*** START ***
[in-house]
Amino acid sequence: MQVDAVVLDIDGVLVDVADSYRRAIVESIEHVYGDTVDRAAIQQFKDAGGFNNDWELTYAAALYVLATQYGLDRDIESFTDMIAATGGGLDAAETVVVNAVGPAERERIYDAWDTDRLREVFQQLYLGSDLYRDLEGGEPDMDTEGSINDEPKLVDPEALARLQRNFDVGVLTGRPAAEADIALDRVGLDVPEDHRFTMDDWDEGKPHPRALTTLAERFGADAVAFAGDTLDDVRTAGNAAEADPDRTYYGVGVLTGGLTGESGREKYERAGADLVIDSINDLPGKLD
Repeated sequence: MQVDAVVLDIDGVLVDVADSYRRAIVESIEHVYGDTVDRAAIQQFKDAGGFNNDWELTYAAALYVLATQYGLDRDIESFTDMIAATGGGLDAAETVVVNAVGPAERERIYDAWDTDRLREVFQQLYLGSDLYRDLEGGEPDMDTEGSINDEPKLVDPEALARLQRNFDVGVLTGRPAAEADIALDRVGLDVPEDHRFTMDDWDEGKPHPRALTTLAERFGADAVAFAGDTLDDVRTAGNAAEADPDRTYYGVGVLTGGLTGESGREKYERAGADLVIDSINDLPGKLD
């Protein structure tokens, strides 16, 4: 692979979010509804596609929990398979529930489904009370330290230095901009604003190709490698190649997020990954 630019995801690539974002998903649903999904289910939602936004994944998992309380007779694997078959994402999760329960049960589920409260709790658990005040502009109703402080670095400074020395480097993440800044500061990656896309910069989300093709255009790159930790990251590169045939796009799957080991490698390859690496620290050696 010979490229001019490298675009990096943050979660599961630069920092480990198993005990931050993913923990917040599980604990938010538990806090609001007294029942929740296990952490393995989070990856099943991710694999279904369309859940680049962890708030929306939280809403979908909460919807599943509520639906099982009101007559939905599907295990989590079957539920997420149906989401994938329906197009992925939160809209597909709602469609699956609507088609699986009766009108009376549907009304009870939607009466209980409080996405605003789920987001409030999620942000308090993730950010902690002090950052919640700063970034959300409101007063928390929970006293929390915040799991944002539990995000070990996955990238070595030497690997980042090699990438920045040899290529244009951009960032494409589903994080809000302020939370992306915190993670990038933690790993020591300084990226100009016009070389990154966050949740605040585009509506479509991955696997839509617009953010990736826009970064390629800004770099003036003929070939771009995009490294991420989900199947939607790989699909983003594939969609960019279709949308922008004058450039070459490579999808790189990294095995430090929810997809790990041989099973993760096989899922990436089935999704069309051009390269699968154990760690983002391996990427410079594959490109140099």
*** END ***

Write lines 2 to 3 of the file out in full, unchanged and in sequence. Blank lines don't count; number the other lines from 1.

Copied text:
Amino acid sequence: MQVDAVVLDIDGVLVDVADSYRRAIVESIEHVYGDTVDRAAIQQFKDAGGFNNDWELTYAAALYVLATQYGLDRDIESFTDMIAATGGGLDAAETVVVNAVGPAERERIYDAWDTDRLREVFQQLYLGSDLYRDLEGGEPDMDTEGSINDEPKLVDPEALARLQRNFDVGVLTGRPAAEADIALDRVGLDVPEDHRFTMDDWDEGKPHPRALTTLAERFGADAVAFAGDTLDDVRTAGNAAEADPDRTYYGVGVLTGGLTGESGREKYERAGADLVIDSINDLPGKLD
Repeated sequence: MQVDAVVLDIDGVLVDVADSYRRAIVESIEHVYGDTVDRAAIQQFKDAGGFNNDWELTYAAALYVLATQYGLDRDIESFTDMIAATGGGLDAAETVVVNAVGPAERERIYDAWDTDRLREVFQQLYLGSDLYRDLEGGEPDMDTEGSINDEPKLVDPEALARLQRNFDVGVLTGRPAAEADIALDRVGLDVPEDHRFTMDDWDEGKPHPRALTTLAERFGADAVAFAGDTLDDVRTAGNAAEADPDRTYYGVGVLTGGLTGESGREKYERAGADLVIDSINDLPGKLD